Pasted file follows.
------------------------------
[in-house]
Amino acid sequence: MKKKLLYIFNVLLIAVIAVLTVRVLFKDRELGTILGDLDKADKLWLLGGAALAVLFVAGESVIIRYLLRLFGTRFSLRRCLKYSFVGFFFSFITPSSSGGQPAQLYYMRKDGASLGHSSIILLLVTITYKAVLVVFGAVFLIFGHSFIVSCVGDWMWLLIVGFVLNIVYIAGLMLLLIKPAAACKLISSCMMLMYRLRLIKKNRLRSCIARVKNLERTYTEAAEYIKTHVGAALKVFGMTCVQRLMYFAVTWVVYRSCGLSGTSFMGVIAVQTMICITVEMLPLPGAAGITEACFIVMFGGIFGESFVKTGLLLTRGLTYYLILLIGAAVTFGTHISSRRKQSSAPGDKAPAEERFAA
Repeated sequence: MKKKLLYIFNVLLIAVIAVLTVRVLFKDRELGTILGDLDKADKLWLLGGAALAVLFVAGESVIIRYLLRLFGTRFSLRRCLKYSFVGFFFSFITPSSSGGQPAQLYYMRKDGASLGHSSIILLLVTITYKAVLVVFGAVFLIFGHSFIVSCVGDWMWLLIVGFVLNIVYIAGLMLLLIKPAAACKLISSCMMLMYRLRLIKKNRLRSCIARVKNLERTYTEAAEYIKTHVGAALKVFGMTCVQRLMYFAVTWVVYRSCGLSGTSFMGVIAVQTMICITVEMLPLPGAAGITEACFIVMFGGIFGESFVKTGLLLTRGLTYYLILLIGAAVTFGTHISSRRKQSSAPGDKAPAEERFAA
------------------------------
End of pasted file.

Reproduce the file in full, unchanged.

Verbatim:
[in-house]
Amino acid sequence: MKKKLLYIFNVLLIAVIAVLTVRVLFKDRELGTILGDLDKADKLWLLGGAALAVLFVAGESVIIRYLLRLFGTRFSLRRCLKYSFVGFFFSFITPSSSGGQPAQLYYMRKDGASLGHSSIILLLVTITYKAVLVVFGAVFLIFGHSFIVSCVGDWMWLLIVGFVLNIVYIAGLMLLLIKPAAACKLISSCMMLMYRLRLIKKNRLRSCIARVKNLERTYTEAAEYIKTHVGAALKVFGMTCVQRLMYFAVTWVVYRSCGLSGTSFMGVIAVQTMICITVEMLPLPGAAGITEACFIVMFGGIFGESFVKTGLLLTRGLTYYLILLIGAAVTFGTHISSRRKQSSAPGDKAPAEERFAA
Repeated sequence: MKKKLLYIFNVLLIAVIAVLTVRVLFKDRELGTILGDLDKADKLWLLGGAALAVLFVAGESVIIRYLLRLFGTRFSLRRCLKYSFVGFFFSFITPSSSGGQPAQLYYMRKDGASLGHSSIILLLVTITYKAVLVVFGAVFLIFGHSFIVSCVGDWMWLLIVGFVLNIVYIAGLMLLLIKPAAACKLISSCMMLMYRLRLIKKNRLRSCIARVKNLERTYTEAAEYIKTHVGAALKVFGMTCVQRLMYFAVTWVVYRSCGLSGTSFMGVIAVQTMICITVEMLPLPGAAGITEACFIVMFGGIFGESFVKTGLLLTRGLTYYLILLIGAAVTFGTHISSRRKQSSAPGDKAPAEERFAA